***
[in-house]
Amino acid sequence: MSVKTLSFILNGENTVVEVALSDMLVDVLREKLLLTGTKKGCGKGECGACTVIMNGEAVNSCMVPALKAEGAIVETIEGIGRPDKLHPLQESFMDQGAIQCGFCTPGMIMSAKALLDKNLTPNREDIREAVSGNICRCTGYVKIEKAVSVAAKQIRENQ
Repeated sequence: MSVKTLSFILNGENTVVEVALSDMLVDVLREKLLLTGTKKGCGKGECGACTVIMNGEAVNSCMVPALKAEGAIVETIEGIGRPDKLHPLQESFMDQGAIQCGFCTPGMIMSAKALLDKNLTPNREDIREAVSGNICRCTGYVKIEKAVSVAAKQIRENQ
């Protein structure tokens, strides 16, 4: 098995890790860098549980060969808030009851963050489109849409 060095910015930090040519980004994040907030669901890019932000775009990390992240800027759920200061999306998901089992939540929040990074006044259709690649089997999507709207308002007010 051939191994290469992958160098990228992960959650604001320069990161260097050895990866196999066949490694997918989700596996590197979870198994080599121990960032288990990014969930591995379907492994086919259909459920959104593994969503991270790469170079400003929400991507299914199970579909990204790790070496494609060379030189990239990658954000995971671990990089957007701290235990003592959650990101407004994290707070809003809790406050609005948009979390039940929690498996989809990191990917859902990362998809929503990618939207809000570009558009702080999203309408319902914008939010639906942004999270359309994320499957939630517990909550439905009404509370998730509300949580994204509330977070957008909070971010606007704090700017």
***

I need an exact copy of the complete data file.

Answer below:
[in-house]
Amino acid sequence: MSVKTLSFILNGENTVVEVALSDMLVDVLREKLLLTGTKKGCGKGECGACTVIMNGEAVNSCMVPALKAEGAIVETIEGIGRPDKLHPLQESFMDQGAIQCGFCTPGMIMSAKALLDKNLTPNREDIREAVSGNICRCTGYVKIEKAVSVAAKQIRENQ
Repeated sequence: MSVKTLSFILNGENTVVEVALSDMLVDVLREKLLLTGTKKGCGKGECGACTVIMNGEAVNSCMVPALKAEGAIVETIEGIGRPDKLHPLQESFMDQGAIQCGFCTPGMIMSAKALLDKNLTPNREDIREAVSGNICRCTGYVKIEKAVSVAAKQIRENQ
């Protein structure tokens, strides 16, 4: 098995890790860098549980060969808030009851963050489109849409 060095910015930090040519980004994040907030669901890019932000775009990390992240800027759920200061999306998901089992939540929040990074006044259709690649089997999507709207308002007010 051939191994290469992958160098990228992960959650604001320069990161260097050895990866196999066949490694997918989700596996590197979870198994080599121990960032288990990014969930591995379907492994086919259909459920959104593994969503991270790469170079400003929400991507299914199970579909990204790790070496494609060379030189990239990658954000995971671990990089957007701290235990003592959650990101407004994290707070809003809790406050609005948009979390039940929690498996989809990191990917859902990362998809929503990618939207809000570009558009702080999203309408319902914008939010639906942004999270359309994320499957939630517990909550439905009404509370998730509300949580994204509330977070957008909070971010606007704090700017």